Interview with George Hoffman

George Hoffman
George Hoffman
CEO
FineLine Technologies
FineLine Technologies

RFID-tagging demand is growing, but reliable suppliers are few
FineLine's RFID, 'As You Like It' service provides apparel retailers and brands RFID hangtags globally with short runs, quick turn around and labels that are fully integrated with logos, full-colour graphics and variable data. The 'As You Like It' service provides companies an alternative to fully integrated RFID hangtags and labels that traditionally are only available at very high volumes or at high costs. George Hoffman, CEO of FineLine Technologies, Inc, speaks to fibre2fashion.com about RFID-tagging, emerging trends and possible bottlenecks.

What are the upcoming technological innovations that the industry can expect this year?

The industry will see more retailer RFID (radio frequency identification) initiatives. The initial justification will be primarily targeted at improving inventory visibility within the store, and reaping the benefits of increased sales and fewer markdowns associated with inaccurate inventories. Retailers with more mature RFID programmes will explore additional use cases related to the customer shopping experience as well as a tool to facilitate omni-channel logistics. Retailers who have adopted RFID item-tagging, and who likely began by tagging garments, will be looking to reduce costs associated with tagging and further improve their ROI. The primary opportunity for retailers to reduce their tagging costs is to push that process back to their suppliers where tagging costs are much lower. Source tagging of RFID tags could reduce costs by as much as $.15 per garment. Another trend seen in RFID item-tagging is the move to integrated tags where the RFID chip is embedded directly into the existing price tag. This has two benefits. The first is cost reduction of up to $0.20 per item achieved by combining two tags into one, as well as eliminating the cost of applying an additional tag or label. This savings is in addition to the ones that retailers can achieve by going to source-tagging. The second benefit which product managers and merchandisers will appreciate is the elimination of that unattractive RFID sticker or secondary tag which cries out "mark down." With integrated tickets, brands' logos and important consumer information are no longer hidden by these additional tags or stickers.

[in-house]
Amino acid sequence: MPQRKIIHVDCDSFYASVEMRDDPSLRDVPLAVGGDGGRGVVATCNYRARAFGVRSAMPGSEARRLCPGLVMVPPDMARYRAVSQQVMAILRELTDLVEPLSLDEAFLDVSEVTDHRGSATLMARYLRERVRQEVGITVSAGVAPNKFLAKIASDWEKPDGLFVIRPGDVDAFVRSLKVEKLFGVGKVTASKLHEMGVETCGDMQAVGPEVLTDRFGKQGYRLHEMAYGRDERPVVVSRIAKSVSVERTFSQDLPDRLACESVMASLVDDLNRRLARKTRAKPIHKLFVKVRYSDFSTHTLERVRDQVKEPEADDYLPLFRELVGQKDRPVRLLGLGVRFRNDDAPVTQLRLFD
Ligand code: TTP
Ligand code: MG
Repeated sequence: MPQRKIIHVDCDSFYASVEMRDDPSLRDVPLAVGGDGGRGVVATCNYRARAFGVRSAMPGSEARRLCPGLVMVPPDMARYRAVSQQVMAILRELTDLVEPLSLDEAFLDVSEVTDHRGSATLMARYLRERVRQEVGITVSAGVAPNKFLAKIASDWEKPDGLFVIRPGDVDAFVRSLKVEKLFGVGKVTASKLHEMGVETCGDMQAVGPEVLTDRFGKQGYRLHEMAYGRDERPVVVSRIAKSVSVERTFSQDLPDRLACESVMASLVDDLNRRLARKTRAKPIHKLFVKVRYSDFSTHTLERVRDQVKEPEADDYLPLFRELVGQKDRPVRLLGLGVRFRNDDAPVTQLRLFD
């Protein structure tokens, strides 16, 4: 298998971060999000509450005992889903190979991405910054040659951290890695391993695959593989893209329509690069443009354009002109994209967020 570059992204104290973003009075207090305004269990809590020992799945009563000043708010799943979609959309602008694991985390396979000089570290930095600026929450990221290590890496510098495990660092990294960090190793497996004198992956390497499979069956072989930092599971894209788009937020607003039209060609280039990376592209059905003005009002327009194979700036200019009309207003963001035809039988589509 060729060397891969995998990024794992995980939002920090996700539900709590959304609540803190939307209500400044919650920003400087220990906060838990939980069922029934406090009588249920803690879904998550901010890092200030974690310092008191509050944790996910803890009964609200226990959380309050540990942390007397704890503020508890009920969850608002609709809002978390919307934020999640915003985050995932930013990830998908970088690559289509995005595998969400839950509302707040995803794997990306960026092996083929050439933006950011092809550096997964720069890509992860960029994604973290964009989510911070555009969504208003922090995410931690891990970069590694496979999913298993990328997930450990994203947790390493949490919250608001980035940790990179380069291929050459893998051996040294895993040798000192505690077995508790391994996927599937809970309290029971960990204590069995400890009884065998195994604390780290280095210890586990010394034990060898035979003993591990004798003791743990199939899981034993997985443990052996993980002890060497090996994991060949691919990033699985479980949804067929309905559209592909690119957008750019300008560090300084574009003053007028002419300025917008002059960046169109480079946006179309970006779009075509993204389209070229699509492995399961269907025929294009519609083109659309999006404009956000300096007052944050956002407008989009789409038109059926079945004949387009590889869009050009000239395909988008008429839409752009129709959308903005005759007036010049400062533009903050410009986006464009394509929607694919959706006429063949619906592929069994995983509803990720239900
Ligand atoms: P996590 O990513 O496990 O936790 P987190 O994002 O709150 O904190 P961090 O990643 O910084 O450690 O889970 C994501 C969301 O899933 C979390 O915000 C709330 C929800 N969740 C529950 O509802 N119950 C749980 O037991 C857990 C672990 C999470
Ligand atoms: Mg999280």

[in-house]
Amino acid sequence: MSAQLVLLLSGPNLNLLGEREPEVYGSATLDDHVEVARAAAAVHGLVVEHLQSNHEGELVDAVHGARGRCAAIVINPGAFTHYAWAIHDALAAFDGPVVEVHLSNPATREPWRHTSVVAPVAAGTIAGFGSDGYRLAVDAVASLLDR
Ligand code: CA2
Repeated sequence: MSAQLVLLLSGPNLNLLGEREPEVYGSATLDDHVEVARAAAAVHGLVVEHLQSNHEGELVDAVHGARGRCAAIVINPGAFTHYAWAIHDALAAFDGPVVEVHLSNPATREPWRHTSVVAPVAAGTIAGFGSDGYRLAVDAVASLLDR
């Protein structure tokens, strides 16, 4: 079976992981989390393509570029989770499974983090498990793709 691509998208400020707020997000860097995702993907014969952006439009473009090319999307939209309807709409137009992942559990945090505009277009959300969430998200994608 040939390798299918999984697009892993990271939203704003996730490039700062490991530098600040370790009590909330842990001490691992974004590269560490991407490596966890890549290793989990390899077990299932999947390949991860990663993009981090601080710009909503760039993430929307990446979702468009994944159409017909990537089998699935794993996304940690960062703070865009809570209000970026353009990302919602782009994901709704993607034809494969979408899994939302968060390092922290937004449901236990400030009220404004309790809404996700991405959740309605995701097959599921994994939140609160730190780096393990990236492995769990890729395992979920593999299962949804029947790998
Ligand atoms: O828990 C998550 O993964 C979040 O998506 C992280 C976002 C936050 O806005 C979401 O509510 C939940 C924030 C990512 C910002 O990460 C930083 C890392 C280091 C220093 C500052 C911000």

What kind of spends are being allocated towards R&D?

There is a glut of information on the web about future RFID spending. According to IDTechEx, "In 2014, the total RFID market is worth $8.89 billion, up from $7.77 billion in 2013 and $6.96 billion in 2012. This includes tags, readers and software/services for RFID cards, labels, fobs and all other form factors. IDTechEx forecast that to rise to $27.31 billion in 2024."

Who are your clients globally and in Asia?

With major retailers both in the US and Europe pushing item-tagging to the vendors, there will be a considerable market for locally supplied RFID-enabled tickets and labels in those apparel manufacturing countries.

How has India emerged as a market for your products?

As the move to source-tagging increases, many vendors supplying apparel to both US and European retailers will be required to purchase RFID tags locally. This will create challenges as RFID tag production is still in its infancy, and there are few reliable suppliers who can handle this emerging demand. This will also be true in other countries that are major exporters of apparel such as Bangladesh and Vietnam. Another problem created by the shift to source-tagging will be vendors-tagging compliance. Currently, the vast majority of RFID-tagging is taking place in the US and Europe, and by either large national brands, such as Levi's or Hanes, or by the retailers themselves. But in either case, the people tagging today have vastly more RFID-tagging knowledge and experience. When vendors in remote manufacturing locations are given responsibility for this task, there will be substantial confusion and given the cost of tagging, there will likely be a tendency to cut corners by using less costly and unapproved RFID tags. This will in turn force retailers to quickly implement RFID-tagging compliance guidelines as they push tagging back to the supplier.

Which is your largest market?

The US and Europe are the major markets for RFID but this will change as source-tagging takes hold and purchasing of RFID tags moves to the apparel exporting countries.

How has the demand surged or flattened in the last one year?

Demand for RFID, while sporadic, is growing steadily. Some of the fluctuation was due to Wal-Mart and JC Penny strongly endorsing RFID only to pull back after not realising required ROIs. However, there are many more US and European retailers conducing pilots then there were 2-3 years ago, which bodes well for suppliers of RFID products.
Published on: 20/03/2015

DISCLAIMER: All views and opinions expressed in this column are solely of the interviewee, and they do not reflect in any way the opinion of Fibre2Fashion.com.